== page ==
The Inky Blue C12. It may just look like a dark blue color, but the entire car is bare carbon fiber. The goal was to show off what Callaway could do with the IVM Directional Carbon Weave.
 
Along with collection Corvettes, Lingenfelter also makes and has various recreations. Like this 50th anniversary Corvette. For being a 2003 Corvette, Classic Reflection defiantly knows what they’re doing to recreate the lines of the original Corvette.
 
Lingenfelter also threw his hat in the recreation ring with their Trans Am replica. Named the LTA Camaro, it just doesn’t quite fit the original TA, but trying to take a car like the modern Camaro and replicate such a smooth car like the TA is going to be tough.
 
To finally finish off the middle garage, there’s the Camaro drag car. No tuning company would be complete without their own showroom stock drag car to show off the power and capability of their products.
 
A quick look into the third room shows the muscle car collection from various manufacturers. A little biased to GM with a good 80% from them, there’s still a good mix of the American muscle car
 
I grew up with hot rods and muscle cars before I was introduced to the import and European scene. And one car that has always captivated me is the ’71 Camaro. The “Spilt Bumper” is one of my favorite designs from any muscle car. The four lights and open grill sticking out from the rest of the car just gives it a look all its own.
 
Ford’s corner may be little, but it definitely isn’t something to brush off. The 2010 GT500 and 1967 GT500 are two of the best Mustangs to come off the line. Granted, Vaughn Gittin’s RTR is a pretty mean Mustang, but you can’t beat the GT500.
 
If anyone has played Gran Turismo 3, I’m sure you recognize the SVT Cobra R. Sure, the 2000 Mustang wasn’t the best looking, but the aggressive kit on the Cobra R definitely makes it look good. With that and a V8 5.4L out of the truck line, it’s quite a beast. Also with a limited run of 300, it’s not a common one, just like everything else.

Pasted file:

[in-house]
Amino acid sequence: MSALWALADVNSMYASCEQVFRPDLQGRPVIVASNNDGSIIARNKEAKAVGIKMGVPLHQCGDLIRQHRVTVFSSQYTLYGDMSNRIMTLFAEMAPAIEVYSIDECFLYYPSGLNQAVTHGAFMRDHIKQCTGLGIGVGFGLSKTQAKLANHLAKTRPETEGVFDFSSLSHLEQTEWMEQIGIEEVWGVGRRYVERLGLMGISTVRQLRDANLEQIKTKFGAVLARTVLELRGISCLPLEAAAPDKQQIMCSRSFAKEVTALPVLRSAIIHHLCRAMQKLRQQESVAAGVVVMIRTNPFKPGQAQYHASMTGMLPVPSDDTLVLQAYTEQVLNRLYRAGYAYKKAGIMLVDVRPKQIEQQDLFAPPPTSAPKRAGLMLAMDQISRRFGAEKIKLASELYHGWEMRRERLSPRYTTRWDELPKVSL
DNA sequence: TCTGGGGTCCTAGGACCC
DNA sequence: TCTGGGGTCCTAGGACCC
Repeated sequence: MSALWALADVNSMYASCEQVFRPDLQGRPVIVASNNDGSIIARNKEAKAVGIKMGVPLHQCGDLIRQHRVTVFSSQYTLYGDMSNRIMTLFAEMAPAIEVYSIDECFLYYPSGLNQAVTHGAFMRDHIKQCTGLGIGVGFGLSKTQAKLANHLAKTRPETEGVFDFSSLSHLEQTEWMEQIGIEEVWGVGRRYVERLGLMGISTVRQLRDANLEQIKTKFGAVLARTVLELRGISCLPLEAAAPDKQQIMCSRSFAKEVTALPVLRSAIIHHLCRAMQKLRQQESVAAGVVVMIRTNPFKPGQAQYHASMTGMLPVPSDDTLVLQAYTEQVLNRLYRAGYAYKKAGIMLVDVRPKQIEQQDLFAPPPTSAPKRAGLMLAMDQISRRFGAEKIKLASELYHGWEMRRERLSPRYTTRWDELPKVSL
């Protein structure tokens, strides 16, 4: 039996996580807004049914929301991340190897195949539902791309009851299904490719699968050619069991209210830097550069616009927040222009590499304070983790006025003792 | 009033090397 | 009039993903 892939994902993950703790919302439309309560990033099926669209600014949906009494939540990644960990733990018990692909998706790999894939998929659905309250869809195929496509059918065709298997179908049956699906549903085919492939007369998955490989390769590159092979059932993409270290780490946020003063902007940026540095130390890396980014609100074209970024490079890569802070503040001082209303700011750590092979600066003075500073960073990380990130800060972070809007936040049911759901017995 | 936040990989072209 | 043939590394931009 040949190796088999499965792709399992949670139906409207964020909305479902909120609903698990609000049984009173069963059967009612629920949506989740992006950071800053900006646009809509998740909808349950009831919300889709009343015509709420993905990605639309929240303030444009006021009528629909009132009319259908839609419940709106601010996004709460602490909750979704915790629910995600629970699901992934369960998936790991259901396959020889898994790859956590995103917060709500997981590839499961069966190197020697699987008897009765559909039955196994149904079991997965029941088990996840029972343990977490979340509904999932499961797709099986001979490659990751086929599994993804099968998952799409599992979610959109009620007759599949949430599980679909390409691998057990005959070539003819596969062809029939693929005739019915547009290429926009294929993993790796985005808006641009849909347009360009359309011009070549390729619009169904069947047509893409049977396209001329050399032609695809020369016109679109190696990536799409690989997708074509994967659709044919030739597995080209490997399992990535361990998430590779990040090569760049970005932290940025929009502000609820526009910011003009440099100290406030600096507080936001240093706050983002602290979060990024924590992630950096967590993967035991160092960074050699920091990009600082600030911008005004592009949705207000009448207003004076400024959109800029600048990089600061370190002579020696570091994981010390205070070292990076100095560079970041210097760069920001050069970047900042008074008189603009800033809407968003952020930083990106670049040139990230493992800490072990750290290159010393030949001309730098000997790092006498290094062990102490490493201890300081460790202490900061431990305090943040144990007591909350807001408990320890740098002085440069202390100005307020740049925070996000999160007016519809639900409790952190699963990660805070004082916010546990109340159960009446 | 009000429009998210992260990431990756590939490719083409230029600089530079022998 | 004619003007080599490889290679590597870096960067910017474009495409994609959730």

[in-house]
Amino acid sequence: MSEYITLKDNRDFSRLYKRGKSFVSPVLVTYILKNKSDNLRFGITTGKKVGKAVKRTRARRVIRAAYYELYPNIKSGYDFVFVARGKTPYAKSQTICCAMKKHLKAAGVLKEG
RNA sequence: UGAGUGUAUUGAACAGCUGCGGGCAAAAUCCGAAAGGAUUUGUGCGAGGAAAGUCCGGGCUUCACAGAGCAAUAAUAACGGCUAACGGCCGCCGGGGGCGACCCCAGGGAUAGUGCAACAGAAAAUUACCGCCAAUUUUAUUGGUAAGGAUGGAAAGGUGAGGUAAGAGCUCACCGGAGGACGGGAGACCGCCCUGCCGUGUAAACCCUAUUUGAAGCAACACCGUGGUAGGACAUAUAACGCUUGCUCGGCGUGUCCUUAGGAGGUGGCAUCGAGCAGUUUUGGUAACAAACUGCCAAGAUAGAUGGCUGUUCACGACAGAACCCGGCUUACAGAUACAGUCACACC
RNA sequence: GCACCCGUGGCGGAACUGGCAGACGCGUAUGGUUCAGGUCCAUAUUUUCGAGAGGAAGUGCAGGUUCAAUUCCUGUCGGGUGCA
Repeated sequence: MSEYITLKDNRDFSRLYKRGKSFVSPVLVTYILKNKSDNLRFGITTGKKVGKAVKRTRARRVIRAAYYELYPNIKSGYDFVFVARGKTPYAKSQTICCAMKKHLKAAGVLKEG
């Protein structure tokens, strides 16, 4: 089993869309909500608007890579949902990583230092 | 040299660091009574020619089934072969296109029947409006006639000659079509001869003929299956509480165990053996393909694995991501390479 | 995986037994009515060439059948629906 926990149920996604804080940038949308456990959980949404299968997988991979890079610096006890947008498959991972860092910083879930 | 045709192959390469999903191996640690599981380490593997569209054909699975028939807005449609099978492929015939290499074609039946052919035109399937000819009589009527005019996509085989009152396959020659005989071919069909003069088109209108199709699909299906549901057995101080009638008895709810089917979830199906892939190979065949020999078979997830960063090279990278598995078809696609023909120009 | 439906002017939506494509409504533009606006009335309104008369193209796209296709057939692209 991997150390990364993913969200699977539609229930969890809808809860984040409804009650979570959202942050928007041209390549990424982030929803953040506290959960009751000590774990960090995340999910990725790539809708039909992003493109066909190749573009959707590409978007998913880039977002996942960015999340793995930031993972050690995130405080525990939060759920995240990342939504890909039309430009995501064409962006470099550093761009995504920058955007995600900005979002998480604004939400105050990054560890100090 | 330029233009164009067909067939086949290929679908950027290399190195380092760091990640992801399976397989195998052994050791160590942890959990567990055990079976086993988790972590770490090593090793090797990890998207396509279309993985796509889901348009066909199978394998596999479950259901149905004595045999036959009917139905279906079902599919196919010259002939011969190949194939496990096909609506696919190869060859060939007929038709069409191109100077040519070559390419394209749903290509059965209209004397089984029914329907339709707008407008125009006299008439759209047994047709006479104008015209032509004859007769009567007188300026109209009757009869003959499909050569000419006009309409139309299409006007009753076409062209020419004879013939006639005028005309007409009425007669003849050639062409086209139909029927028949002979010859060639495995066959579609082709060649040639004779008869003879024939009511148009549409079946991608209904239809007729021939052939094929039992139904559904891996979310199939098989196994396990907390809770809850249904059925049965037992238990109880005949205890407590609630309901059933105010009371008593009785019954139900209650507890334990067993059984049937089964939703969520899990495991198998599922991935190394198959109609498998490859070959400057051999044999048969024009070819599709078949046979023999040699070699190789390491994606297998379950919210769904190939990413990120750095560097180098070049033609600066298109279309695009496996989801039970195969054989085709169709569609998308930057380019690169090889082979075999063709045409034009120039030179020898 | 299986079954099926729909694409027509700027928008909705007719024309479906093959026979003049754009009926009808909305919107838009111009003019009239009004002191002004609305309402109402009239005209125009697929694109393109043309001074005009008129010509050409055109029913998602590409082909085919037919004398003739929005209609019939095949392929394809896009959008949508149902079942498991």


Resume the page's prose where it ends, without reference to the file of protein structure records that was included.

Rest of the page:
And now for something completely different, some big American cruisers. Although this one isn’t what you’d expect. It’s a Pontiac Can Am from 1977 and was meant to be a high performance cruiser. Originally a Pontiac Le Mans, it was sent out to the company that gave it the paint, decals, and swapped in a 6.6L Pontiac 400, pushing a whopping 200HP.
 
Then there’s the Monte Carlo SS Aerocoupe. Knowing that Monte Carlos weren’t the hot car back in the ’80s, the Aerocoupe changed that. Only 200 Aerocoupes were made to satisfy the NASCAR officials to allow the Aerocoupe to race in the series. I must admit for a Monte Carlo, this one looks really good.
 
Front wheel drive isn’t the best drive train for a car, but the Toronado sure does look good in my eyes. It’s big, two door, and has a good shape. It’s the first front wheel drive car made in America since the Cord, so I guess this car is the reason for the FWD wave that came over America later on.
 
For being a large collection of fine automobiles, the amount of race cars is pretty low, two to be exact. This Funny Car from 2007 driven my Mike Ashley was sold to Lingenfelter at the Barrett Jackson auction to help support a foundation that makes custom wheelchairs and supports paralyzed people and educates the public on how to avoid accidents that could result in a paralyzing injuries.
 
The other race car is a Car of Tomorrow Impala driven by Jimmie Johnson.
 
And saving the best for last, if anyone has heard of the Lingenfelter Garage, you’d know the supercar garage. It’s the first garage you walk into when you enter and if you’re interested in supercars, you probably wouldn’t even leave. It’s easily the most crowded garage during an open house.
 
It’s a pretty diverse mix, but all the cars are still high performance in their own way. Porsche 928, Cadillac CTS-V, and a Ford GT. And that’s just the basic cars.